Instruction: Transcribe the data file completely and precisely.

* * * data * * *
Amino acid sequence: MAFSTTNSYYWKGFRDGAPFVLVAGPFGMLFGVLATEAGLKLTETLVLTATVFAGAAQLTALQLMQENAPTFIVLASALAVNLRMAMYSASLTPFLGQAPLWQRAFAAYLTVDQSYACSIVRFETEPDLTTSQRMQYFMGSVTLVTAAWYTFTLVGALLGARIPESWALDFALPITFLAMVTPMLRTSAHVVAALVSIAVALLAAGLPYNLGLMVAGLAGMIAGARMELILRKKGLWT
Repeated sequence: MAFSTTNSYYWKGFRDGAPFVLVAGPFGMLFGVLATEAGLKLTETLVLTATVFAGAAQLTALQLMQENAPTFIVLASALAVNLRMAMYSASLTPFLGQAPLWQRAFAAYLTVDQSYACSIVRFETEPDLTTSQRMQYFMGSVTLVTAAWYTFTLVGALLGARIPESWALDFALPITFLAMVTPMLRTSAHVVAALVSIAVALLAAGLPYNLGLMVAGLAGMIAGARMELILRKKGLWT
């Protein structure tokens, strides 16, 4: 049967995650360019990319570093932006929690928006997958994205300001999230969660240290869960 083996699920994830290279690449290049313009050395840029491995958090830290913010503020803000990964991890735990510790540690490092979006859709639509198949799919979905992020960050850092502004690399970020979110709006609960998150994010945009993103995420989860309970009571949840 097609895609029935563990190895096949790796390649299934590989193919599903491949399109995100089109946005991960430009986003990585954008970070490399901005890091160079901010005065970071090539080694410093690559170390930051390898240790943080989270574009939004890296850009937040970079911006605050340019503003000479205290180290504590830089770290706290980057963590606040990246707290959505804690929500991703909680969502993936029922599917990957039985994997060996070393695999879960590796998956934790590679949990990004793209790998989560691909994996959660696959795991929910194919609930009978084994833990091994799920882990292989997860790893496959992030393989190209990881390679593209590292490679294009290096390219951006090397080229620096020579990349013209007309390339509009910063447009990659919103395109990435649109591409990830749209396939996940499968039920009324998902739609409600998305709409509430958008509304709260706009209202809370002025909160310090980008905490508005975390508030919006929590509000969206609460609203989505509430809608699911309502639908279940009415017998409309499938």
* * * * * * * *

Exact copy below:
Amino acid sequence: MAFSTTNSYYWKGFRDGAPFVLVAGPFGMLFGVLATEAGLKLTETLVLTATVFAGAAQLTALQLMQENAPTFIVLASALAVNLRMAMYSASLTPFLGQAPLWQRAFAAYLTVDQSYACSIVRFETEPDLTTSQRMQYFMGSVTLVTAAWYTFTLVGALLGARIPESWALDFALPITFLAMVTPMLRTSAHVVAALVSIAVALLAAGLPYNLGLMVAGLAGMIAGARMELILRKKGLWT
Repeated sequence: MAFSTTNSYYWKGFRDGAPFVLVAGPFGMLFGVLATEAGLKLTETLVLTATVFAGAAQLTALQLMQENAPTFIVLASALAVNLRMAMYSASLTPFLGQAPLWQRAFAAYLTVDQSYACSIVRFETEPDLTTSQRMQYFMGSVTLVTAAWYTFTLVGALLGARIPESWALDFALPITFLAMVTPMLRTSAHVVAALVSIAVALLAAGLPYNLGLMVAGLAGMIAGARMELILRKKGLWT
């Protein structure tokens, strides 16, 4: 049967995650360019990319570093932006929690928006997958994205300001999230969660240290869960 083996699920994830290279690449290049313009050395840029491995958090830290913010503020803000990964991890735990510790540690490092979006859709639509198949799919979905992020960050850092502004690399970020979110709006609960998150994010945009993103995420989860309970009571949840 097609895609029935563990190895096949790796390649299934590989193919599903491949399109995100089109946005991960430009986003990585954008970070490399901005890091160079901010005065970071090539080694410093690559170390930051390898240790943080989270574009939004890296850009937040970079911006605050340019503003000479205290180290504590830089770290706290980057963590606040990246707290959505804690929500991703909680969502993936029922599917990957039985994997060996070393695999879960590796998956934790590679949990990004793209790998989560691909994996959660696959795991929910194919609930009978084994833990091994799920882990292989997860790893496959992030393989190209990881390679593209590292490679294009290096390219951006090397080229620096020579990349013209007309390339509009910063447009990659919103395109990435649109591409990830749209396939996940499968039920009324998902739609409600998305709409509430958008509304709260706009209202809370002025909160310090980008905490508005975390508030919006929590509000969206609460609203989505509430809608699911309502639908279940009415017998409309499938």